The impetus for this letter is a phone conversation with my son a few days ago. “You should know that the Orioles are shopping Manny Machado,” he said. My response: “No I didn’t, but I assumed they would.” Is that what we’ve become, another mill for the haves of baseball? We were once so proud of our farm system and “the Oriole Way,” so proud of our won/loss record, so proud to have the Orioles in our community. We all knew when Dick Hall became a certified public accountant and when Tom Shopay had put in enough time to participate in the retirement system. No, the system wasn’t perfect, but when is it enough or even too much? Will anyone ever say again, no, I have enough, I want to stay in this community? But why? It seems that, in this past year, every time someone wants to dig up an example of how awful it all is, they talk about Baltimore.
I don’t blame Mr. Machado. He has a gift that few of us have and the opportunity to make the most of it. Not many among us would pass it up were we offered the same opportunity. But oh, how I wish he would stay (“Could the Orioles’ Manny Machado saga have been easily avoided?” Dec. 27).
So this is, finally, my love letter to my Orioles and to my dad. I grew up loving baseball and, needless to say, the O’s. I was just so very lucky. I grew up watching Brooks and Boog and Frank, Dave McNally and Jim Palmer and too many others to mention. Sorry guys! My first hero was Jim Gentile. I was 5 years old. Chuck Thompson put me to sleep every summer night. Dad ushered for the O’s for years even though we lived some 30 miles from the stadium. My seat in Memorial Stadium, when I could go, was partially obstructed (remember those cement pillars?) in Section 5 right behind third base. I didn’t care. I simply loved being there. I scored my first World Series in 1966 at the age of 10, so yes, I am approaching senior citizen status. Probably the highlight of those years for me were the World Series that Dad ushered in the Presidents’ Box. I don’t think any actual presidents showed up (who cares?), but Joe DiMaggio did. Wow! There was the night we won on Andy Etchebarren’s extra inning home run. Dad called me as soon as he could after the game. He said, “I could hear you yelling all the way down here!” And, night after night, my dad would throw a ball with me. For my 19th birthday, I got a new ball glove. And oh, the newspaper clippings I still have!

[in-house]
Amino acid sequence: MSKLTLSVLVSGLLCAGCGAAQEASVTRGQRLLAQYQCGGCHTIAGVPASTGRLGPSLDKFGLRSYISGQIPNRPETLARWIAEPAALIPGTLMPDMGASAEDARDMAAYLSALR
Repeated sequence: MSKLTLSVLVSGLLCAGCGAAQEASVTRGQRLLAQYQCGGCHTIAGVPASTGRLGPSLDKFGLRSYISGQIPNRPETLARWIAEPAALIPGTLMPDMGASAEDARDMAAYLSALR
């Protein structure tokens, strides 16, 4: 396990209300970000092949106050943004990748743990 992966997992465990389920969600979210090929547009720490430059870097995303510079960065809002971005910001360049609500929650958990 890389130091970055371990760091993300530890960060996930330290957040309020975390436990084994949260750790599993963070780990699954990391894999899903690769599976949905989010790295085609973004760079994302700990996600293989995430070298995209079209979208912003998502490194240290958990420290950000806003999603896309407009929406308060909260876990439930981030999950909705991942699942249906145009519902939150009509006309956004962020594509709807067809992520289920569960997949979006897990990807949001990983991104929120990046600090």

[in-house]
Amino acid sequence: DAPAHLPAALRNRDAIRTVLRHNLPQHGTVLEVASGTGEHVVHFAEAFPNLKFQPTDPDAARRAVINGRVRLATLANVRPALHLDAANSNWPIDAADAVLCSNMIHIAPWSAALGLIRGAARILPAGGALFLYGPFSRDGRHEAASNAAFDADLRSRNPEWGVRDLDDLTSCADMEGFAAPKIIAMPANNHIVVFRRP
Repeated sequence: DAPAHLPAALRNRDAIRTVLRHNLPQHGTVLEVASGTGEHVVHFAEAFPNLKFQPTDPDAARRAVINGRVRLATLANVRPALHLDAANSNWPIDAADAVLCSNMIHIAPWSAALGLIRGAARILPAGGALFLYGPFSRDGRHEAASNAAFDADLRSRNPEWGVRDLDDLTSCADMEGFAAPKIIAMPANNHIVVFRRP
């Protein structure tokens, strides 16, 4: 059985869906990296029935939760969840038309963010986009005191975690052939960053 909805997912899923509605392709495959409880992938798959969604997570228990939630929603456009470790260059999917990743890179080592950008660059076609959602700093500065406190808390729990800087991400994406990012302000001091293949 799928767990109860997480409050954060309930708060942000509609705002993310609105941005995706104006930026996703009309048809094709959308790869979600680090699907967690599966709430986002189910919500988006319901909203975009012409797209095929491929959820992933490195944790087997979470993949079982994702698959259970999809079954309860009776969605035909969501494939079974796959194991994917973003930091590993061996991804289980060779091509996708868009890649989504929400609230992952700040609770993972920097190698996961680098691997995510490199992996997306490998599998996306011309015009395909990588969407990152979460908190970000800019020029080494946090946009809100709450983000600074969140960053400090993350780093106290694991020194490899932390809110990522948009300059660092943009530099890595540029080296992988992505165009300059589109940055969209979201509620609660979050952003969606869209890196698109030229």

Eventually, I went away to school, married and moved away. My Dad is gone, too. But still I love baseball. I take up some space in upstate New York but will never call myself a New Yorker. I just couldn’t. As my children grew and started being involved in sports, I told them that although I loved them dearly there was one thing they could never do while living in the same home with me and that was to become a Yankees fan, and I am pleased to say they have honored my wish. My sons root for the O’s. I hear all the complaints about baseball and the proposed remedies: the game is too slow — we need to speed it up; the game is boring — we need more home runs and fewer pitchers’ duels; children are into other sports like soccer. The truth is, the game is slow. It’s all about knowing your opponent, his weaknesses and strengths, and planning ahead of every pitch. The learning process takes time and a willingness to study the game. And what about the connections between player and town that can only happen with time? That is a slow process as well. But if it is never allowed to happen, players will never care where they play, it’s just a paycheck, and fans will never care who plays, it’s all about winning. We are not people, players and fans, involved in each other’s lives.
Why baseball? Who knows? It’s only a game, right? I have no idea why it evokes such passion in those of us who love the game especially when we all know there are so many things of greater importance going on. But thanks, Orioles, for being such a big part of my life, for giving me so much joy. I will never, ever go through a summer without listening for the crack of bat on ball and seeing it fly over the fence, even if it’s only on the radio.
Kim Adams, Syracuse, N.Y.